The U.S. Department of Education yesterday urged the Justice Department not to appeal a controversial court order that threatens to cut off federal education aid to Virginia and other states next year if they fail to show progress on efforts to desegregate public colleges.
An education department spokeswoman refused to elaborate on the recommendation made yesterday by Secretary Terrell H. Bell. That recommendation is under review at the U.S. Department of Justice where Solicitor General Rex E. Lee will make a final decision on an appeal "soon," a spokesman said.
The Justice Department filed a notice in federal court Friday, saying it would appeal the March ruling by U.S. District Court Judge John Pratt in Washington. But a spokesman yesterday said the notice was a legal formality--submitted on the eve of the court's 60-day deadline--to allow the administration to keep its options open.
Pratt's order requires Virginia--and five other states--to show "substantial progress" in its latest college desegregation plan by next year, or face the prospect of losing more than $100 million in federal aid to higher education.
Brad Marman, at the Justice Department, said he could not discuss the issues involved in the decision whether to appeal Pratt's order. "We are in a position where we cannot and will not comment. We cannot confirm or deny what the Department of Education has said but we will take into account whatever is recommended," Marman said.
The administration's indecision has confounded attorneys for the Legal Defense Fund, a civil rights group that originally sought the order from Pratt to spur on states which, the defense fund said, lagged behind on college desegregation efforts.
"Ordinarily, a decision to appeal is made when the notice is filed," said Elliott Lichtman, attorney for the Legal Defense Fund. "Ordinarily, you don't play these kinds of games."
If the administration decides to appeal Pratt's order, it could take months before a higher court rules in the case. In the meantime, the deadlines set by Pratt would stand, Lichtman noted yesterday.
"The order is valid until it is reversed," he said. "I would expect that the government would comply with it until it should happen that an appeal is filed and until it should happen that a reversal is obtained."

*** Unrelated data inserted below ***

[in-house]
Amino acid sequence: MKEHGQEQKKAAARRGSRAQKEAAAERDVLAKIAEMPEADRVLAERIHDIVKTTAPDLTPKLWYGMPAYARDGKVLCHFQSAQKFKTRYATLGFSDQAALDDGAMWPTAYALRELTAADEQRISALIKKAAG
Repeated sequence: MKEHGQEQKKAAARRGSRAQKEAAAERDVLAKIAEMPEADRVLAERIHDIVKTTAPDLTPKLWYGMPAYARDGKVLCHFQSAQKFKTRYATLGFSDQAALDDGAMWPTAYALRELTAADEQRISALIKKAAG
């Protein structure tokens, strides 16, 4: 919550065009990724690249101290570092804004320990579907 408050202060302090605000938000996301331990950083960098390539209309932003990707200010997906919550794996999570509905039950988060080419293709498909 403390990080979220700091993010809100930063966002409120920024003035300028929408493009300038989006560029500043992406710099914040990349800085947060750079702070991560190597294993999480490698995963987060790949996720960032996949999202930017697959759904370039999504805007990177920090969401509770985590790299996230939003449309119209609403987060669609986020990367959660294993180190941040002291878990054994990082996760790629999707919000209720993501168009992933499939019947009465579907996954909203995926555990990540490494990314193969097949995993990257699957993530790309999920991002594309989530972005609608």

Pratt issued his order in a decade-old case brought against the federal government by the Legal Defense Fund for failure to enforce civil rights law on public college campuses, specificially in states such as Virginia, which for decades had maintained a segregated system of higher education.
The order, hailed by the Legal Defense Fund as a necessary enforcement tool, has been lamented by Virginia officials, who argue that it fails to define "substantial progress." The officials also have complained that Pratt's deadlines conflict with a three-year desegregation plan recently negotiated with the education department's Office of Civil Rights.
Virginia submitted its new college desegregation plan last year after federal officials ruled that a 1978 plan had failed to meet its goals. The new plan is aimed at increasing black enrollment at traditionally white colleges and at improving education at Virginia's two traditionally black public colleges.
Testifying at a congressional hearing last week, Virginia Education Secretary John Casteen expressed guarded optimism at meeting the terms of Pratt's order. He said success would depend on the "tremendous efforts" being made by college admissions offices.